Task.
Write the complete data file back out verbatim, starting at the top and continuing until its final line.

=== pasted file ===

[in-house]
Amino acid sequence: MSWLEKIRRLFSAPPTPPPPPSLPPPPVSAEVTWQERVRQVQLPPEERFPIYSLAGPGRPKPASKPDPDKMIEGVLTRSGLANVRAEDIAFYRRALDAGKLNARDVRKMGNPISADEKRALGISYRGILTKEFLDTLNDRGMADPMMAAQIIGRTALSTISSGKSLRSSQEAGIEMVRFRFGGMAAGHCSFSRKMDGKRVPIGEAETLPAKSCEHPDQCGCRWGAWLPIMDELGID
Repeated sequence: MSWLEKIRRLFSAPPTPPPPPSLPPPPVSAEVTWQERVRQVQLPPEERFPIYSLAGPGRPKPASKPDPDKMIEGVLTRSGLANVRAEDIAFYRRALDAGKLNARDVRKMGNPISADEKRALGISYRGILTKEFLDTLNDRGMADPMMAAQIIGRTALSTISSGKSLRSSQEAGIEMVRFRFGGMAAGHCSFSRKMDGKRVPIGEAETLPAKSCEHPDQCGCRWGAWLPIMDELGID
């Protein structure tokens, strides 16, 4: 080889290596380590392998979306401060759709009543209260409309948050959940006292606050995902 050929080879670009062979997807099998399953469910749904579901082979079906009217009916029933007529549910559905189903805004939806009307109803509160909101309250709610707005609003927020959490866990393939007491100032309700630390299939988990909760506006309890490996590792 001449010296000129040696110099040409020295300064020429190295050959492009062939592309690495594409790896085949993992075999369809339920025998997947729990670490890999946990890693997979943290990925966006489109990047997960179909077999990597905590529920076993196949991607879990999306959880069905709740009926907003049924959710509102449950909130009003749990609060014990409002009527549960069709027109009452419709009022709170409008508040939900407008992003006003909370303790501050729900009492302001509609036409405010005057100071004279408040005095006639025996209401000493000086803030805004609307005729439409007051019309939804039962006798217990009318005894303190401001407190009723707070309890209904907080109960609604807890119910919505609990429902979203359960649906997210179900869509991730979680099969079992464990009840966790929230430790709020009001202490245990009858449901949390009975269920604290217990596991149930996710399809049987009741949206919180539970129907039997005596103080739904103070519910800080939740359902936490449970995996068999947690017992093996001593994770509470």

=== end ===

[in-house]
Amino acid sequence: MSWLEKIRRLFSAPPTPPPPPSLPPPPVSAEVTWQERVRQVQLPPEERFPIYSLAGPGRPKPASKPDPDKMIEGVLTRSGLANVRAEDIAFYRRALDAGKLNARDVRKMGNPISADEKRALGISYRGILTKEFLDTLNDRGMADPMMAAQIIGRTALSTISSGKSLRSSQEAGIEMVRFRFGGMAAGHCSFSRKMDGKRVPIGEAETLPAKSCEHPDQCGCRWGAWLPIMDELGID
Repeated sequence: MSWLEKIRRLFSAPPTPPPPPSLPPPPVSAEVTWQERVRQVQLPPEERFPIYSLAGPGRPKPASKPDPDKMIEGVLTRSGLANVRAEDIAFYRRALDAGKLNARDVRKMGNPISADEKRALGISYRGILTKEFLDTLNDRGMADPMMAAQIIGRTALSTISSGKSLRSSQEAGIEMVRFRFGGMAAGHCSFSRKMDGKRVPIGEAETLPAKSCEHPDQCGCRWGAWLPIMDELGID
């Protein structure tokens, strides 16, 4: 080889290596380590392998979306401060759709009543209260409309948050959940006292606050995902 050929080879670009062979997807099998399953469910749904579901082979079906009217009916029933007529549910559905189903805004939806009307109803509160909101309250709610707005609003927020959490866990393939007491100032309700630390299939988990909760506006309890490996590792 001449010296000129040696110099040409020295300064020429190295050959492009062939592309690495594409790896085949993992075999369809339920025998997947729990670490890999946990890693997979943290990925966006489109990047997960179909077999990597905590529920076993196949991607879990999306959880069905709740009926907003049924959710509102449950909130009003749990609060014990409002009527549960069709027109009452419709009022709170409008508040939900407008992003006003909370303790501050729900009492302001509609036409405010005057100071004279408040005095006639025996209401000493000086803030805004609307005729439409007051019309939804039962006798217990009318005894303190401001407190009723707070309890209904907080109960609604807890119910919505609990429902979203359960649906997210179900869509991730979680099969079992464990009840966790929230430790709020009001202490245990009858449901949390009975269920604290217990596991149930996710399809049987009741949206919180539970129907039997005596103080739904103070519910800080939740359902936490449970995996068999947690017992093996001593994770509470």